More than 800 illegal immigrants from countries of concern who were set for deportation were mistakenly granted U.S. citizenship because the Department of Homeland Security didn’t have their fingerprints on file, according to an internal audit released Monday.
The Homeland Security Department’s inspector general found the immigrants used different names or birthdates to apply for citizenship with the U.S. Citizenship and Immigration. In the case of 858 immigrants from "special interest countries or neighboring countries with high rates of immigration fraud," the discrepancies weren’t caught because their fingerprints were missing from government databases.
A few even managed to get aviation or transportation worker credentials, though they were later revoked. One became a law enforcement officer.
The findings were released, incidentally, as authorities were investigating a string of weekend attacks, allegedly connected to foreign-born suspects.
The inspector general report could further fuel warnings about immigration security. The report warned that when immigrants become naturalized, "these individuals retain many of the rights and privileges of U.S. citizenship, including serving in law enforcement, obtaining a security clearance, and sponsoring other aliens’ entry into the United States."
The tally in the report was provided by the administration in mid-2014.
But the problem could be even worse. According to the audit, as of November 2015, the administration has found 953 more "who had final deportation orders under another identity and had been naturalized," some of whom were from countries of concern.
DHS Inspector General John Roth also found fingerprints missing from federal databases for as many as 315,000 immigrants with final deportation orders or who are fugitive criminals. Immigration and Customs Enforcement has not reviewed about 148,000 of those immigrants' files to add fingerprints to the digital record.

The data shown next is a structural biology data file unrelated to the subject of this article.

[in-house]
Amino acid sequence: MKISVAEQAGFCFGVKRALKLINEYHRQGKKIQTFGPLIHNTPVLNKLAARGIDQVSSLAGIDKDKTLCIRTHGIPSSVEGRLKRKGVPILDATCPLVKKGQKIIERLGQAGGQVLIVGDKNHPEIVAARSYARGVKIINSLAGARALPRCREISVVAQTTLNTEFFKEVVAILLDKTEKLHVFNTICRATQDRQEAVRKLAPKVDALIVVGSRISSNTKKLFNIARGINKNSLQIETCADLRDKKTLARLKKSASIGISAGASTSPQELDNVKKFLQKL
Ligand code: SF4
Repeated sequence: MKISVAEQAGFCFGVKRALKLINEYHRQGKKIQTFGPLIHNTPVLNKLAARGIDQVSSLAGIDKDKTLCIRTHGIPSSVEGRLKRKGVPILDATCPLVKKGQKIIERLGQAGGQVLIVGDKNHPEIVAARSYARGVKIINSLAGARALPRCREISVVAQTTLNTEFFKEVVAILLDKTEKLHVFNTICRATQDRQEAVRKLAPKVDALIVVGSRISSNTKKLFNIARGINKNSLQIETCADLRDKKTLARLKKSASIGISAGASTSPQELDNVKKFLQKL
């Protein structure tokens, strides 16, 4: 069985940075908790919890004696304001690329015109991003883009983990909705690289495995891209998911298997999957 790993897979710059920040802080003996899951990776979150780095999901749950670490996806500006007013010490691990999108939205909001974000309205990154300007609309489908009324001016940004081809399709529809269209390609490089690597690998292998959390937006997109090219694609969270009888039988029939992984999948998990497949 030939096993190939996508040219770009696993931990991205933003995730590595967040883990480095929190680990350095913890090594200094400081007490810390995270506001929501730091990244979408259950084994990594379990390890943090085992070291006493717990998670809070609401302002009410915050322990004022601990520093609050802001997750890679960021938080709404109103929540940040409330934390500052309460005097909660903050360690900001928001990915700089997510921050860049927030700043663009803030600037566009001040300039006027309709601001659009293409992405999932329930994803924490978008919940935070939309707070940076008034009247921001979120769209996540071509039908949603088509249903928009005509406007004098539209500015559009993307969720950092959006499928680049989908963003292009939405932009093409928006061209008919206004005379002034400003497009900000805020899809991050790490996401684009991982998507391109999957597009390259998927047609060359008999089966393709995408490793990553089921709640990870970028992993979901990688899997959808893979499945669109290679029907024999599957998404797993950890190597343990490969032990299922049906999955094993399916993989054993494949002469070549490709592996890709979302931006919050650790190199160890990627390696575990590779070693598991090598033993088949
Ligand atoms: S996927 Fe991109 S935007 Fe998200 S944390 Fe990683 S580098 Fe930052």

“This situation created opportunities for individuals to gain the rights and privileges of U.S. citizenship through fraud,” Roth said. “To prevent fraud and ensure thorough review of naturalization applications, USCIS needs access to these fingerprint records.”
Roth added that DHS has agreed to the recommendations made in the audit and that ICE has plans to “review the eligibility of each naturalized citizen whose fingerprint records reveal a deportation order under a different identity.”
The gap in fingerprints was created because older, paper records were never added to fingerprint databases created by both the now-defunct Immigration and Naturalization Service and the FBI in the 1990s. ICE, the DHS agency responsible for finding and deporting immigrants living in the country illegally, didn't consistently add digital fingerprint records of immigrants whom agents encountered until 2010.
The government has known about the information gap and its impact on naturalization decisions since at least 2008 when a Customs and Border Protection official identified 206 immigrants who used a different name or other biographical information to gain citizenship or other immigration benefits, though few cases have been investigated.
Roth's report said federal prosecutors have accepted two criminal cases that led to the immigrants being stripped of their citizenship. But prosecutors declined another 26 cases. ICE is investigating 32 other cases after closing 90 investigations.
ICE officials told auditors the agency hadn't pursued many of these cases in the past because federal prosecutors "generally did not accept immigration benefits fraud cases." ICE said the Justice Department has now agreed to focus on cases involving people who have acquired security clearances, jobs of public trust or other security credentials.
Mistakenly awarding citizenship to someone ordered deported can have serious consequences because U.S. citizens can typically apply for and receive security clearances or take security-sensitive jobs.
At least three of the immigrants-turned-citizens were able to acquire aviation or transportation worker credentials, granting them access to secure areas in airports or maritime facilities and vessels. Their credentials were revoked after they were identified as having been granted citizenship improperly, Roth said in his report.
A fourth person is now a law enforcement officer.
Roth recommended that all of the outstanding cases be reviewed and fingerprints in those cases be added to the government's database and that immigration enforcement officials create a system to evaluate each of the cases of immigrants who were improperly granted citizenship. DHS officials agreed with the recommendations and said the agency is working to implement the changes.
The Associated Press contributed to this report.